cast up: see Isaiah 57:14. Gather out the stones, that there be no stumbling-stone or offence in their way; or, q.d. Go to and fro, and remove every scandal that they may boggle at, Romans 14:13. The former notes the certainty of their deliverance, harbingers sent before; this the speed of it, no impediment.

Lift up a standard; an allusion to soldiers, that usually set up their standard, that the army may know whither to repair from all quarters; see Isaiah 49:22; and lifting of it up is, that it may be more visible; see Isaiah 11:10-12; and this is Christ held forth in the preaching of the gospel.

For the people; or, over the people.

Verse 11

The Lord hath proclaimed: this may be understood of Cyrus’s proclamation, being thereunto directed by God: see 2 Chronicles 36:22, &c.

To the daughter of Zion, i.e. to Jerusalem, or the church: the sum of which proclamation is in the, following words.

Thy salvation cometh; either,

1. The time of it is come, Isaiah 56:1; Isaiah 60:1. Or rather,

2. The person that effects it, thy Saviour, by a metonymy of the efficient, Luke 2:30.

His work, i.e. the reward due to the work, the same thing with the former: See Poole "Isaiah 40:10". Or, his work is ready cut out for him which he is to do. Or, he will industriously set himself about the work that is before him, John 4:34; and he is said to bring it with him, viz. the reward that he will give to his true worshippers; or, he brings eternal salvation with him, or the reward of redemption, which is the subject of the next chapter.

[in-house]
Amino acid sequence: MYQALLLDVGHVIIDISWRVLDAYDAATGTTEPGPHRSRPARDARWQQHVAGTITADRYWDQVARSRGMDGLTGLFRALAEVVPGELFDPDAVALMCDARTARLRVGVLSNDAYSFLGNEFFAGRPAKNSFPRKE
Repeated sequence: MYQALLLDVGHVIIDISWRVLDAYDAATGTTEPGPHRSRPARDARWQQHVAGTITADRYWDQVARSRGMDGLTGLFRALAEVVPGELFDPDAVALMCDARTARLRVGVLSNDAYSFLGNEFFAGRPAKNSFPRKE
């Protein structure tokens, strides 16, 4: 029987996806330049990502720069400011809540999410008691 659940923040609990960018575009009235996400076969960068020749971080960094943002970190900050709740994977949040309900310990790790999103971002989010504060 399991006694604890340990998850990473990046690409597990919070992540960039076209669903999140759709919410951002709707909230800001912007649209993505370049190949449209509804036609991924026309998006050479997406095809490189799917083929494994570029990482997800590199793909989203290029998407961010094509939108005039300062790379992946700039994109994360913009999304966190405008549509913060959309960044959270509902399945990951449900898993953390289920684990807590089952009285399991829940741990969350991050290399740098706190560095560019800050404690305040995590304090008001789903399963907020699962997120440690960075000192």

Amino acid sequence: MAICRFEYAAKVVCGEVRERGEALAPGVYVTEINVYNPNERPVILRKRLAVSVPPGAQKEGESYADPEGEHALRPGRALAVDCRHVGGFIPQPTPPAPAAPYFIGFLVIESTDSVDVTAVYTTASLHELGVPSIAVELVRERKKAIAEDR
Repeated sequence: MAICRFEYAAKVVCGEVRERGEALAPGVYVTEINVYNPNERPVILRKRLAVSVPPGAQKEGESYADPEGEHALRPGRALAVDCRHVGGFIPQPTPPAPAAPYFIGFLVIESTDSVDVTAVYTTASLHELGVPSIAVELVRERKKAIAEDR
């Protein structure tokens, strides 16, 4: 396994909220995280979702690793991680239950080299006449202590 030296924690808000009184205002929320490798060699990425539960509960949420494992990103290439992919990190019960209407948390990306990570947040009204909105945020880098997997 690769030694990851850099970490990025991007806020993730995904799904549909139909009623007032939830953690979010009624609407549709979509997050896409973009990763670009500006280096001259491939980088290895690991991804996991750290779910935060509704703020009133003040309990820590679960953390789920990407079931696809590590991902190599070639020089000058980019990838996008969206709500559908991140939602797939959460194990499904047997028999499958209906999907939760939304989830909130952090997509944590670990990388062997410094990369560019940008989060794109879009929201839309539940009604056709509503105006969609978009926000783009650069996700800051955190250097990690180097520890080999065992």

Verse 12

They shall call them, The holy people; or, they shall be called, or they shall be, a peculiar, separate people, Isaiah 4:3.

Sought out; or, one found that was lost: see Ezekiel 34:16. Or, sought out, or for, or one in great esteem, one that the Gentiles should seek to join themselves withal, so as to be one church with her. That reproach should be wiped off from her, that this is Zion whom no man seeketh after, Jeremiah 30:17. Or, cared. for, viz. by God, whom he hath out of infinite love gathered to himself.

A city not forsaken: see Isaiah 62:4. The meaning is, that thus they shall esteem the gospel church; she shall be accosted With such salutations as these are,

the holy people, the

redeemed of the Lord, & c.

Bibliographical Information
Poole, Matthew, "Commentary on Isaiah 62". Poole's English Annotations on the Holy Bible. https://www.studylight.org/commentaries/eng/mpc/isaiah-62.html. 1685.